|About the Book|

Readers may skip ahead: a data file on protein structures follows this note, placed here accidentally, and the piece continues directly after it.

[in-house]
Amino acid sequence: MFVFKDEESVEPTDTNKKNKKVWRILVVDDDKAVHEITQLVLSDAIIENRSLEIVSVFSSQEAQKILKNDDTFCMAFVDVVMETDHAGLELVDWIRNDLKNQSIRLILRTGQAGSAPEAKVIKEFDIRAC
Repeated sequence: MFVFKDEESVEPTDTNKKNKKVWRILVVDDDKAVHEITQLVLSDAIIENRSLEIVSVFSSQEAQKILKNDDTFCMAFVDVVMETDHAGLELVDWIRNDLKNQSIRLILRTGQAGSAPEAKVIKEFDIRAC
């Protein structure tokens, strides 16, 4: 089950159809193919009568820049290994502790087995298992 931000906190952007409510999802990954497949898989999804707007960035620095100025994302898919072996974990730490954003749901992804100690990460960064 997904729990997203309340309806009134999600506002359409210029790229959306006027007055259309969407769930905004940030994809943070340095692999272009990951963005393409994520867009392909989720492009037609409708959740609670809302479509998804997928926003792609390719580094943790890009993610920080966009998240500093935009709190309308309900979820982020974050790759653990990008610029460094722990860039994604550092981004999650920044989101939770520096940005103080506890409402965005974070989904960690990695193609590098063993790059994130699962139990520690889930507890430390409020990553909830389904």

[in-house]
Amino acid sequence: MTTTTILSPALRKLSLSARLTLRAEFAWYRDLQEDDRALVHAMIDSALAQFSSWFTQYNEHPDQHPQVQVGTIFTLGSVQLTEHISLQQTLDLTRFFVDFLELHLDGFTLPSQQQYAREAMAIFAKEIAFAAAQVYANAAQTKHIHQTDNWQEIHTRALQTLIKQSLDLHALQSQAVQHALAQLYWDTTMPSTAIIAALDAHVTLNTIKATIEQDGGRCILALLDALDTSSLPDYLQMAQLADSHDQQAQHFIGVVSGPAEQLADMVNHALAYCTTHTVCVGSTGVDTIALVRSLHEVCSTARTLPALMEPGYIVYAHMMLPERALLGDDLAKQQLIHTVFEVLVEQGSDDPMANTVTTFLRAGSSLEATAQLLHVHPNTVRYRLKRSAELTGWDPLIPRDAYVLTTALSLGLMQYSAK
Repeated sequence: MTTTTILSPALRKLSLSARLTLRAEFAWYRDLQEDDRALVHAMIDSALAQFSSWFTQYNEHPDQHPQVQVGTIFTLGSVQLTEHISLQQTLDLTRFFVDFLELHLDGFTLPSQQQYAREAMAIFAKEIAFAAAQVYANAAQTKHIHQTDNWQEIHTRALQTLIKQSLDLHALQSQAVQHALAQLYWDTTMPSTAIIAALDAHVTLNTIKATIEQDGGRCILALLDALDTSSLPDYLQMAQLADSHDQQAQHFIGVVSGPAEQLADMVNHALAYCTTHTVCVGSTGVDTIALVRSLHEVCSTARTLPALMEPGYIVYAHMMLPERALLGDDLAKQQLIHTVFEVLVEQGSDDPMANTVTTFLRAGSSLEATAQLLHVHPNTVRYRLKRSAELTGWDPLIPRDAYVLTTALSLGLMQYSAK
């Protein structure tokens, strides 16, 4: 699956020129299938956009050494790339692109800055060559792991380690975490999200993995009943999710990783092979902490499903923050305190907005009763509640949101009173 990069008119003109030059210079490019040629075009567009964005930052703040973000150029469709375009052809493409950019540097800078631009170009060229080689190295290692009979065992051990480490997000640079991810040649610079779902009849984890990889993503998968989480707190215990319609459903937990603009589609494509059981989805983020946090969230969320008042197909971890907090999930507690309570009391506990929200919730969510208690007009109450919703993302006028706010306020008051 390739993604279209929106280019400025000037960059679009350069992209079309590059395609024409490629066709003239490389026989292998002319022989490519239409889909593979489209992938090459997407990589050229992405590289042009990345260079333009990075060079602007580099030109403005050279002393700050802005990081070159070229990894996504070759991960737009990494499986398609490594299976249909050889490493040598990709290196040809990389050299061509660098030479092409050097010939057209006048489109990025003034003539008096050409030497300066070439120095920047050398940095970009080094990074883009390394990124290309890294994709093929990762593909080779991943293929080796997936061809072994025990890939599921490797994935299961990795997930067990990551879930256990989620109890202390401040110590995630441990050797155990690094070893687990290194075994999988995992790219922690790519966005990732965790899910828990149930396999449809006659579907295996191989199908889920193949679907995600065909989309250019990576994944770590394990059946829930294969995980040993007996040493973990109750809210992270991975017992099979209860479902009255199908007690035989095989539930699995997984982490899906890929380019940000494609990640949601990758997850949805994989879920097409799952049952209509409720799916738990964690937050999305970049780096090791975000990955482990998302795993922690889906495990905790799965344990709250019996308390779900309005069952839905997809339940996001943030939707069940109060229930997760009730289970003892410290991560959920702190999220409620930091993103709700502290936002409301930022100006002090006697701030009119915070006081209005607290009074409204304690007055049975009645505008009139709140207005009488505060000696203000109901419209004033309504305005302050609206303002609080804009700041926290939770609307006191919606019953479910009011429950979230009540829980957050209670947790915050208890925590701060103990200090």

How do historically marginalized groups expose the partiality and presumptions of educational institutions through autobiographical acts? How are the stories we tell used to justify resistance to change or institutional complacency? These are theMoreHow do historically marginalized groups expose the partiality and presumptions of educational institutions through autobiographical acts? How are the stories we tell used to justify resistance to change or institutional complacency? These are the questions Wendy S. Hesford asks as she considers the uses of autobiography in educational settings. This book demonstrates how autobiographical acts-oral, written, performative, and visual-play out in vexed and contradictory ways and how in the academy they can become sites of cultural struggle over multicultural education, sexual harassment, institutional racism, hate speech, student activism, and commemorative practices. Within the context of Oberlin, a small liberal arts college in Ohio, and beginning with a speak-out organized by Asian American students in 1995, this book looks at the uses of autobiographical practices in empowering groups traditionally marginalized in academic settings. Investigating the process of self-representation and the social, spatial, and discursive frames within which academic bodies and identities are constituted, Framing Identities explores the use of autobiographical acts in terms of power, influence, risks involved, and effectiveness. Hesford does not endorse autobiography as an unequivocal source of empowerment, however. Instead, she illustrates how autobiographical practices in the academy can mobilize competing and often irreconcilable interests. Hesford argues that by integrating self-reflection into cultural, rhetorical, and material analyses-and encouraging students to do the same-teachers not only will largely justify attention to the personal in the classroom, they will help their communities move beyond a naive identity politics. Framing Identities provides a model for teacher-researchers across the disciplines (education, English, composition, cultural studies, womens studies, to name a few) to investigate the contradictory uses and consequences of autobiography at their own institutions, and to carve out new pedagogical spaces from which they and their students can emerge as social, political, and intellectual subjects.